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PA5 Elderly population in bangladesh: coping with society in transition
  1. Sanchoy Kumar Chanda1,
  2. Kahful Wara2 and
  3. Sankar Narayan Das3
  1. 1Social Assistance and Rehabilitation for the Physically Vulnerable (SARPV) Bangladesh
  2. 2Institute of Geriatric Medicine and Research
  3. 3Sir Salimullah Medical College and Mitford Hospital, Dhaka


Background Bangladesh has a long tradition of looking after the elderly by offspring or family. But rapid socio-economic transformations, changing social values have broken down the traditional extended family system. Many elderly people now stay in old age homes, mainly based in Dhaka, run by non-government organisations or as a charity.

Aim This paper explores the scenario of the elderly’s reasons for living in old age homes, coping with new environments and satisfaction about old age homes, and to sensitise the policy makers for designing and implementing appropriate programs for the elderly in Bangladesh.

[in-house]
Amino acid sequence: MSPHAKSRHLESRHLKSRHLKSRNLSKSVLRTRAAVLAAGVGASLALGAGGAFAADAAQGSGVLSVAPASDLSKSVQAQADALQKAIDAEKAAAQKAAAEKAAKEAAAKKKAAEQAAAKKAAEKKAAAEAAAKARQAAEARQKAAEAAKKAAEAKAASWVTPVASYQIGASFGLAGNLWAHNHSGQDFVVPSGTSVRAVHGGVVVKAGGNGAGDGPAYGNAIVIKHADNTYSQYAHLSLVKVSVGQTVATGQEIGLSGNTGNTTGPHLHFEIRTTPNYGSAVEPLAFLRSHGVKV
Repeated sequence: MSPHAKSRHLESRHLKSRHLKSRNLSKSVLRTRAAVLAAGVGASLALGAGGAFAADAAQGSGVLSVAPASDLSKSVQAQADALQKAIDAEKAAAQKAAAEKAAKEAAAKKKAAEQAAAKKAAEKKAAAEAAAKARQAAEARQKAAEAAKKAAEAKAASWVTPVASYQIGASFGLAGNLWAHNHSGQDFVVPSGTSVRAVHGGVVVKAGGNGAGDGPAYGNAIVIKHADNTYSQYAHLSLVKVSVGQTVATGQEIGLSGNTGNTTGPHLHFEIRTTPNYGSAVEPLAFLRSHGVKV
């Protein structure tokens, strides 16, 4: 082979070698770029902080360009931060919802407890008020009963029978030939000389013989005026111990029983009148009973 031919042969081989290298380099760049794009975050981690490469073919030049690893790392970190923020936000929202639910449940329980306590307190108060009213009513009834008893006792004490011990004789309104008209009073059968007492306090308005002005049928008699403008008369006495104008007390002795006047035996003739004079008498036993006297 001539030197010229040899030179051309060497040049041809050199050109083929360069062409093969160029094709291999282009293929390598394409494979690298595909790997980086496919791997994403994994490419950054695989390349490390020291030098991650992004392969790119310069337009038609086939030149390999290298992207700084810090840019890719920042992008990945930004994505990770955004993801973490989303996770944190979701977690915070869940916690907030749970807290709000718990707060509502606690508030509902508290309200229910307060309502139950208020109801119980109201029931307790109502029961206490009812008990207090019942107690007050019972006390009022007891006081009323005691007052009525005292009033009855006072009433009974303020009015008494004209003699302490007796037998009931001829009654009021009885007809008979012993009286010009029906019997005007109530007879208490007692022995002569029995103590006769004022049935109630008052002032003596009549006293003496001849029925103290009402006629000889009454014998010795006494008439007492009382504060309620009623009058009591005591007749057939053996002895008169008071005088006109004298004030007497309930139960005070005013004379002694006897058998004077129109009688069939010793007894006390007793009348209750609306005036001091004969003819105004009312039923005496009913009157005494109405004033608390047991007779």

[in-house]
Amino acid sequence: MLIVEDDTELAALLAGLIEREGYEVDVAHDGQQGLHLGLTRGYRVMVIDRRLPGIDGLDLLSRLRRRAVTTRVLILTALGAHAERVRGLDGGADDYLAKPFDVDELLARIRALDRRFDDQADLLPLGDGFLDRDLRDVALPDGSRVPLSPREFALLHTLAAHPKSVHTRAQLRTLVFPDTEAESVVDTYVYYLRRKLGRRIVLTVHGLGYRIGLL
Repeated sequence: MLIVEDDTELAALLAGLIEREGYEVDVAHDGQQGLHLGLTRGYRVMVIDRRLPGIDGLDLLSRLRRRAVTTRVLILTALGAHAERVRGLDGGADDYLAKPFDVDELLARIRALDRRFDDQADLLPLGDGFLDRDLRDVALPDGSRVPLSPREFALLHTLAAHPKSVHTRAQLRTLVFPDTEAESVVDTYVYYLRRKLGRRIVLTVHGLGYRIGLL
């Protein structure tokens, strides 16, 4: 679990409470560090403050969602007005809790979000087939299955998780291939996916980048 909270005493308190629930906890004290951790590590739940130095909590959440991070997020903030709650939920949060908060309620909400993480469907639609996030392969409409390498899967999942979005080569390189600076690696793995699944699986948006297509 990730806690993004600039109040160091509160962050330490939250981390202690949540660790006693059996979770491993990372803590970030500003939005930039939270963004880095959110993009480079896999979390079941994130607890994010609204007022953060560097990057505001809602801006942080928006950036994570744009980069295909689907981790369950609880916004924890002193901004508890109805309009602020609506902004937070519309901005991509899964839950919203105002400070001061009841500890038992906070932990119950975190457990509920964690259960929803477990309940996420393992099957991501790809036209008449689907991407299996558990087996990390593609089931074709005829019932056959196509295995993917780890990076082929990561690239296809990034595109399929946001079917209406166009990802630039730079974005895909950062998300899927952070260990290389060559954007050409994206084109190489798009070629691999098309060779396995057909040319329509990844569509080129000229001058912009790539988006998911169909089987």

Methods Elderly (65+ years) living in two old age homes (n = 56) in Dhaka were interviewed. Reasons for staying in home and satisfaction etc. along with socio-demographic information were collected.

Results Almost all came from better off families, 47% male and 53% female. 68% of men and 36% of women were retired mid and high level officials. Reasons for coming to elderly home were problems with kin (63%) or with children (9%), children living in abroad (5%), no one to take care of them at home (67%), burden on the family (24%), properties occupied by others (27%). Children or relatives visit them (87%). 92% are satisfied with overall management of old age home.

Conclusion Elderly people living in old age homes are mainly from better off urban middle-class and rich families. It does not reflect the real situation of the elderly in the society. The old age home is a new idea or one answer of the elderly in a society in transition. It demands further wide ranged research; however findings reflect the indication of the growing rift between generations.

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